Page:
Monday, October 24, 2022

The Human Target #8 Review



Written by: Tom King
Art by: Greg Smallwood
Colors by: Greg Smallwood
Letters by: Clayton Cowles
Cover art by: Greg Smallwood
Cover price: $4.99
Release date: October 24, 2022

The Human Target #8 finds Christopher Chance and Ice confronted by a JLI member with tough questions, tougher methods for extracting answers, and really tough armor.

Is It Good?

The Human Target #8 is OK... I guess... I suppose. Since the title's return from a strangely extended hiatus, it was unclear what kind of adjustments or retooling the title would undergo to finish the second half of this 12-part mystery. So far, King has retooled by solving the mystery and putting Christopher Chance through a series of character cameo interactions while he waits to die.

In The Human Target #8, Chance is paid an unwelcome visit by Rocket Red, looking for his JLI colleague Guy Gardner. Red knows Gardner was at odds with Chance, Red knows Gardner wouldn't simply walk away, and Red knows Gardner is nowhere to be found on Earth. A series of increasingly painful interrogation scenes follows, each ending with Chance passing out, only to wake up in a new scenario until he coughs up the truth.

The trouble with this issue is its utter lack of a point and no apparent direction for the rest of the series. We know who "killed" Chance, so the only thing left to do is to wait to die or hold out hope an antidote can be found. Unless a bait-and-switch occurs, there are four more issues left of waiting and filling time with character interactions that have nothing to do with the plot except as a means to kill time. Can King fill four more issues with engaging-yet-pointless fluff? We shall see.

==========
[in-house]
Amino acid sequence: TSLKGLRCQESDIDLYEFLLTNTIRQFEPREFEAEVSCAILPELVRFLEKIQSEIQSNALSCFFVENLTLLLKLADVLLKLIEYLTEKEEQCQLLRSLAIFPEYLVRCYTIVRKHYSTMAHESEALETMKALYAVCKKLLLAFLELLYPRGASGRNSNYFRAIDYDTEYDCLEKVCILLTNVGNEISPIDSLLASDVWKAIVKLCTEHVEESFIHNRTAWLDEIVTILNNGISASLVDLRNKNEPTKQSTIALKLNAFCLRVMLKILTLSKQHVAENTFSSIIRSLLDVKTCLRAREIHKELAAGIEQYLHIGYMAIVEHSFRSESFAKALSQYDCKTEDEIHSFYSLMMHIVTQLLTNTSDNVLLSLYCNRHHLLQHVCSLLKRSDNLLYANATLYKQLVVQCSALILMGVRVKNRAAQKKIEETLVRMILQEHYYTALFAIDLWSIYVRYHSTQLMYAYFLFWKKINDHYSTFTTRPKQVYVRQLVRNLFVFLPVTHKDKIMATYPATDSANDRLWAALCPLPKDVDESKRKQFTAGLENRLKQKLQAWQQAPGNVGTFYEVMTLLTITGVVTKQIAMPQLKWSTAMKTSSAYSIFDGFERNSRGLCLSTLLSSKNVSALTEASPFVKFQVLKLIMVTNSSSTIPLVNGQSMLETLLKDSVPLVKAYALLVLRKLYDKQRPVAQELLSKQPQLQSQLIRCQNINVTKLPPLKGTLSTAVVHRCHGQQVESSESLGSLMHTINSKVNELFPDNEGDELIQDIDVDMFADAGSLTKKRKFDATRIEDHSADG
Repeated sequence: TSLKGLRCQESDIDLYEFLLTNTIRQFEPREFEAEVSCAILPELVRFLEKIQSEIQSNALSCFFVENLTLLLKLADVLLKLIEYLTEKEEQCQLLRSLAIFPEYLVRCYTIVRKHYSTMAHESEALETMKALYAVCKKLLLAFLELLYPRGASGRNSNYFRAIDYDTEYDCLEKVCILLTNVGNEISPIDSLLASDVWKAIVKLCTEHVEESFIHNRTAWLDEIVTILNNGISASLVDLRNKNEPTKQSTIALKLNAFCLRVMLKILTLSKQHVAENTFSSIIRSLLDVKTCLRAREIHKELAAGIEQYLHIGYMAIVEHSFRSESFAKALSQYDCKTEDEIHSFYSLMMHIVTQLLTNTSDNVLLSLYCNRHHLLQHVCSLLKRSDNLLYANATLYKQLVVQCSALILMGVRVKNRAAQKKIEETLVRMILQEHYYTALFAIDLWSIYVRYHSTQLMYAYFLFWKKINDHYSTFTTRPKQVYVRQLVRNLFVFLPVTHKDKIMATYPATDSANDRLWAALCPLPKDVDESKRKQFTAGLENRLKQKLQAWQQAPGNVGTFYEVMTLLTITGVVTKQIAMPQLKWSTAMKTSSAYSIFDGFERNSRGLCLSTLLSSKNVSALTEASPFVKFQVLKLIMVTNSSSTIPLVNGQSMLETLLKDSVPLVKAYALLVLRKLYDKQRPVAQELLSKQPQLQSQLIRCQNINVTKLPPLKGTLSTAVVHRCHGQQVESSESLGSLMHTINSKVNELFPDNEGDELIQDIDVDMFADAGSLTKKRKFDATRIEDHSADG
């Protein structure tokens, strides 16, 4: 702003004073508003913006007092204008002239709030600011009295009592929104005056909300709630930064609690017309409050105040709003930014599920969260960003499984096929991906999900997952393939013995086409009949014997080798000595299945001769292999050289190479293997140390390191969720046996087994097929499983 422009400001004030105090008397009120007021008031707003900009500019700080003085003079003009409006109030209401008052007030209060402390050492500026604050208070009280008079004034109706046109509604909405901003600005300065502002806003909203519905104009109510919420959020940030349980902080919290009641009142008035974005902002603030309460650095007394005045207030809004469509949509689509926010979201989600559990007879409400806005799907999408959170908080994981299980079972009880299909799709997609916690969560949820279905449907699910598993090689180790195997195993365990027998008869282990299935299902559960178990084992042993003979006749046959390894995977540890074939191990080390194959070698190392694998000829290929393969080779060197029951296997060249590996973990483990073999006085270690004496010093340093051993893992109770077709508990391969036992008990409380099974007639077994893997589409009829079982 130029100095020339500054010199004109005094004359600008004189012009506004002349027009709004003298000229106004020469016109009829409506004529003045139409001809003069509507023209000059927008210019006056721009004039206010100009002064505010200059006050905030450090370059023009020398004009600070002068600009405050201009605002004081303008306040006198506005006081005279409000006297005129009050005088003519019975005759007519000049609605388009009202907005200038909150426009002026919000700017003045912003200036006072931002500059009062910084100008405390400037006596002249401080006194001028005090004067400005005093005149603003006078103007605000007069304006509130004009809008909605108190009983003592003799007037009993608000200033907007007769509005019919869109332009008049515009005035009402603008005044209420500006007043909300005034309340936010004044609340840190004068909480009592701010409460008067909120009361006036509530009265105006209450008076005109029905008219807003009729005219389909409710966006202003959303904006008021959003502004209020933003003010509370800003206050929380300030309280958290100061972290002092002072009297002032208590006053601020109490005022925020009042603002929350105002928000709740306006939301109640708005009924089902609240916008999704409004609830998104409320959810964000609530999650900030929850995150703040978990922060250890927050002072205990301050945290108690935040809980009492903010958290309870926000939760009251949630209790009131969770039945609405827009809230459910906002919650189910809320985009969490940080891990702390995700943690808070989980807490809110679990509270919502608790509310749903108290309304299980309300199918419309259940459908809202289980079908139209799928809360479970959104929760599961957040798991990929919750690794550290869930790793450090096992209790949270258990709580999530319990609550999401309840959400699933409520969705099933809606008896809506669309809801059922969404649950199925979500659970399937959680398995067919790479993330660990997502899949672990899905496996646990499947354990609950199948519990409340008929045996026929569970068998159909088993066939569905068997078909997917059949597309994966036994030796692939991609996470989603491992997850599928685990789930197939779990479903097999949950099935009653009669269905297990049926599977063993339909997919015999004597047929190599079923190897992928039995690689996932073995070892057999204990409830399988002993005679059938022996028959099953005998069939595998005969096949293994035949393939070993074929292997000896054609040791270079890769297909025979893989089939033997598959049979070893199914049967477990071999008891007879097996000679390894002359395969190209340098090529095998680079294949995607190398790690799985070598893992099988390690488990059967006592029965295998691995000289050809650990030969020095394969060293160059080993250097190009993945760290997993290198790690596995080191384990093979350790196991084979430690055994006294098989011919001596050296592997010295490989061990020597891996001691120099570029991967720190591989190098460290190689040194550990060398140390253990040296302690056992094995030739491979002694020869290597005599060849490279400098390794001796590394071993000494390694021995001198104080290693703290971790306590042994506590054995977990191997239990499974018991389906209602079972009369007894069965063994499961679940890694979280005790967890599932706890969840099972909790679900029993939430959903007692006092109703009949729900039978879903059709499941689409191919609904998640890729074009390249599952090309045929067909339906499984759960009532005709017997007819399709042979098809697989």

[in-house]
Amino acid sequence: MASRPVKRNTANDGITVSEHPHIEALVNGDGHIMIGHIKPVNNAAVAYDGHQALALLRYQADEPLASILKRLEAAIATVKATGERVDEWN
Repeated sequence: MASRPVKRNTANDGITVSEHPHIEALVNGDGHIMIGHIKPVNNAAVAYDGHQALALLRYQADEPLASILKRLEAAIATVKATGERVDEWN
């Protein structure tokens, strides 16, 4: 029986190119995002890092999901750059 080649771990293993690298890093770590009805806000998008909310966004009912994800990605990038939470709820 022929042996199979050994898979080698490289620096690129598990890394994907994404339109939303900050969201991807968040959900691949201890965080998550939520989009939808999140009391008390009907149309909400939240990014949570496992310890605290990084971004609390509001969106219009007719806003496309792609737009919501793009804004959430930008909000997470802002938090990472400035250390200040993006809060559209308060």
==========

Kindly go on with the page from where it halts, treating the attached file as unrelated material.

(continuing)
In kindness, the script is well-written. The dialogue is good, and the pacing is steady.

There are two down points with the script to consider. First and as already pointed out, the story is effectively done except for the waiting, so the issue ends almost identically to where it started except for the loss of a day. Second, the JLI is not known for being populated by a collection of murderers, so it's fair to say King is writing Rocket Red out of character. There's unlikely a massive Rocket Red population will take offense, but the mischaracterization is off-putting.

What isn't in doubt is Smallwood's art. It's phenomenal as ever, and if King deserves positive credit, it's or pairing with some of the best artists. Smallwood's mid-century aesthetic suits the material to a tee; if nothing else, this story will be a worthy collectible for the art alone.


About The Reviewer: Gabriel Hernandez is the Publisher & EIC of, a comics review site dedicated to indie, small, and mid-sized publishers.

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Bits and Pieces:

The Human Target #8 tells an exciting story about a visit from another JLI member, but the series appears to be going nowhere. Come for Smallwood's stellar art, but the story, much like Christopher Chance, is simply waiting for the end.



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